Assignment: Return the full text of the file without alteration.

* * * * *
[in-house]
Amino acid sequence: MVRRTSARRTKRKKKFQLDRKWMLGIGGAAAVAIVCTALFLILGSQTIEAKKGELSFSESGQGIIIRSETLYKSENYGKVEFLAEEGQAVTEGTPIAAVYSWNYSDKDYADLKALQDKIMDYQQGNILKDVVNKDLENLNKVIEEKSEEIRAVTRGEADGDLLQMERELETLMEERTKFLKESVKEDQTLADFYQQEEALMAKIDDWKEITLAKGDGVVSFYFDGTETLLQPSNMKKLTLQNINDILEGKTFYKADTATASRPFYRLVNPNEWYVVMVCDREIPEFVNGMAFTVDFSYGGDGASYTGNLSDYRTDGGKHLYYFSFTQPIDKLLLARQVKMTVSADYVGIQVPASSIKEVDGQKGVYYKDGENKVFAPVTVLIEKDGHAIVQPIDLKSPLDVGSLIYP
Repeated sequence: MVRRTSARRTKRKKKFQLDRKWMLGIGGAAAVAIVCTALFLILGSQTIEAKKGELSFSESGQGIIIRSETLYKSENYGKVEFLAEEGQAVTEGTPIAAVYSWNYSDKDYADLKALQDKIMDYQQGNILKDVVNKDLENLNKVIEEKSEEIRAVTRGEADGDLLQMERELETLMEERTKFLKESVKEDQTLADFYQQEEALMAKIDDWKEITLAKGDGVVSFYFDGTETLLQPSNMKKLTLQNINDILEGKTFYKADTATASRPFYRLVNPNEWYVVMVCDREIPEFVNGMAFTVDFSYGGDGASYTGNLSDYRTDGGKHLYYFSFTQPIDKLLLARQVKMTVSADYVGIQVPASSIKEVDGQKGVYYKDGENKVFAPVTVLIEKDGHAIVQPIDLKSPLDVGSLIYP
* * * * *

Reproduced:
[in-house]
Amino acid sequence: MVRRTSARRTKRKKKFQLDRKWMLGIGGAAAVAIVCTALFLILGSQTIEAKKGELSFSESGQGIIIRSETLYKSENYGKVEFLAEEGQAVTEGTPIAAVYSWNYSDKDYADLKALQDKIMDYQQGNILKDVVNKDLENLNKVIEEKSEEIRAVTRGEADGDLLQMERELETLMEERTKFLKESVKEDQTLADFYQQEEALMAKIDDWKEITLAKGDGVVSFYFDGTETLLQPSNMKKLTLQNINDILEGKTFYKADTATASRPFYRLVNPNEWYVVMVCDREIPEFVNGMAFTVDFSYGGDGASYTGNLSDYRTDGGKHLYYFSFTQPIDKLLLARQVKMTVSADYVGIQVPASSIKEVDGQKGVYYKDGENKVFAPVTVLIEKDGHAIVQPIDLKSPLDVGSLIYP
Repeated sequence: MVRRTSARRTKRKKKFQLDRKWMLGIGGAAAVAIVCTALFLILGSQTIEAKKGELSFSESGQGIIIRSETLYKSENYGKVEFLAEEGQAVTEGTPIAAVYSWNYSDKDYADLKALQDKIMDYQQGNILKDVVNKDLENLNKVIEEKSEEIRAVTRGEADGDLLQMERELETLMEERTKFLKESVKEDQTLADFYQQEEALMAKIDDWKEITLAKGDGVVSFYFDGTETLLQPSNMKKLTLQNINDILEGKTFYKADTATASRPFYRLVNPNEWYVVMVCDREIPEFVNGMAFTVDFSYGGDGASYTGNLSDYRTDGGKHLYYFSFTQPIDKLLLARQVKMTVSADYVGIQVPASSIKEVDGQKGVYYKDGENKVFAPVTVLIEKDGHAIVQPIDLKSPLDVGSLIYP